Oxfam: Delaying G8 aid delivery until 2010 will leave a $100 billion black hole and see 55 million children die from poverty

Published: 1 November 2005

A G8 deal which delivers an aid boost but not until 2010 would leave almost a $100 billion black hole according to international agency Oxfam.

A G8 deal which delivers an aid boost but not until 2010 would leave almost a $100 billion black hole according to international agency Oxfam.

Figures compiled by the organization also show that such a deal, far from producing the $50 billion needed immediately, would only equate to $2 billion in new money next year and only $16 billion of new money in 5 years time.

The warning comes as officials from each of the G8 countries meet in London to try and hammer out a deal. Recent press reports have suggested the $50bn aid boost would be delivered only by 2010.

"The last thing Africa needs is a fudge,” said Jo Leadbeater, Oxfam's Head of Advocacy. “Delaying the $50bn increase will be responding to today's target five years too late. The black hole that will open up in the intervening period is a massive $100 billion.”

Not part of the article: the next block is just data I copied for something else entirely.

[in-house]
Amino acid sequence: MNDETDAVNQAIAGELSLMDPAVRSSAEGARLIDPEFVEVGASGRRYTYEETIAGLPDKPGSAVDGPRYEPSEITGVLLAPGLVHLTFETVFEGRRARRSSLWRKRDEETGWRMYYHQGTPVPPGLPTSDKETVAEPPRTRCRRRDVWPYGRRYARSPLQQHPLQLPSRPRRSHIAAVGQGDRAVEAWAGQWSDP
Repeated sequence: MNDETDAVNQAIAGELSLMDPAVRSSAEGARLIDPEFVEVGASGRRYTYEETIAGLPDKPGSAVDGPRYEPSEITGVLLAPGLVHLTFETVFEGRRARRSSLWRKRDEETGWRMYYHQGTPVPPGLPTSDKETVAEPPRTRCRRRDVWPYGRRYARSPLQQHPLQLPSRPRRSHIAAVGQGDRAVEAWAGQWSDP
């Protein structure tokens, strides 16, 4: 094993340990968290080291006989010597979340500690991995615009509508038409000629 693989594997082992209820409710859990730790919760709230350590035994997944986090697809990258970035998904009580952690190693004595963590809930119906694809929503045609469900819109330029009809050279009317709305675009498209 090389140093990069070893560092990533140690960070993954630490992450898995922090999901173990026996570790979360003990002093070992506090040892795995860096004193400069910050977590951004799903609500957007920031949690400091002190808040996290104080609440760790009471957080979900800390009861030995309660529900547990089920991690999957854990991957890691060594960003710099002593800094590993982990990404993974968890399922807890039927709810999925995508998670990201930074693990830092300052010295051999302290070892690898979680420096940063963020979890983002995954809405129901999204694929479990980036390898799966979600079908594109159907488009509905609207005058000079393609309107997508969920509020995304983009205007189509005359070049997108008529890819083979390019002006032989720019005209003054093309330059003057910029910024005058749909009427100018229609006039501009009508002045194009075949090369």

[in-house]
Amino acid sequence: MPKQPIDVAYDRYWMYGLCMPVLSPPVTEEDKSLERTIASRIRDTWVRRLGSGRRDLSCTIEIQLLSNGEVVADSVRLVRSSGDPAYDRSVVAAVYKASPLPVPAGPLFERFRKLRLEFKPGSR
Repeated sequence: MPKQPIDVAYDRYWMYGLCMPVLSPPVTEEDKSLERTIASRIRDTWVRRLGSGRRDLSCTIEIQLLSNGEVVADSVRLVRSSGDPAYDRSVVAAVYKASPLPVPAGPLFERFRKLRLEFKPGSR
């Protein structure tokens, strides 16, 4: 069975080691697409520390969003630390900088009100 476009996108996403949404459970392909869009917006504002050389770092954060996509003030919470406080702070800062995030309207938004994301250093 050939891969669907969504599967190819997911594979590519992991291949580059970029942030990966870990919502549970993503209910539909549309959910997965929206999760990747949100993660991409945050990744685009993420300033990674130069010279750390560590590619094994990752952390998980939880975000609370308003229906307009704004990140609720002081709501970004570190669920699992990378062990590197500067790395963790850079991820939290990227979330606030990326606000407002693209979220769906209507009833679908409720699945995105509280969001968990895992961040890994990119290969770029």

“Every cent of that is money that could have saved the lives of the world's poorest people. 2010 will be 5 years too late for the 55 million children who will die waiting for the world's richest leaders to deliver on their promises," Leadbeater said.

The $50 billion increase in aid is what is needed now to get poor countries on track to meet the Millennium Development Goals. By 2010, the UN estimate is that an extra $100 billion would be needed so by 2010 the $50 billion call will be five years out of date and half what is needed.

According to analysis by Oxfam, delivering a $50 billion increased in 2010 will see a gap of $34 bn in 2006, $27 in the 2007, $19 bn in the 2008, and $11 billion in 2009. A total gap between what is being called for and what is needed of $91bn.

"Any deal delaying aid delivery until 2010 will be more about trumpeting a figure than responding with the required urgency. G8 leaders must keep the bar high and deliver what is needed, an extra $50 billion in aid now – not 5 years down the line. Africa is sick of being promised too little, too late," added Leadbeater.

It would cost G8 governments just $1 a week per person to meet their contribution to $50bn. Governments in G8 countries spend at least 10 times this amount per citizen on annual defense spending.

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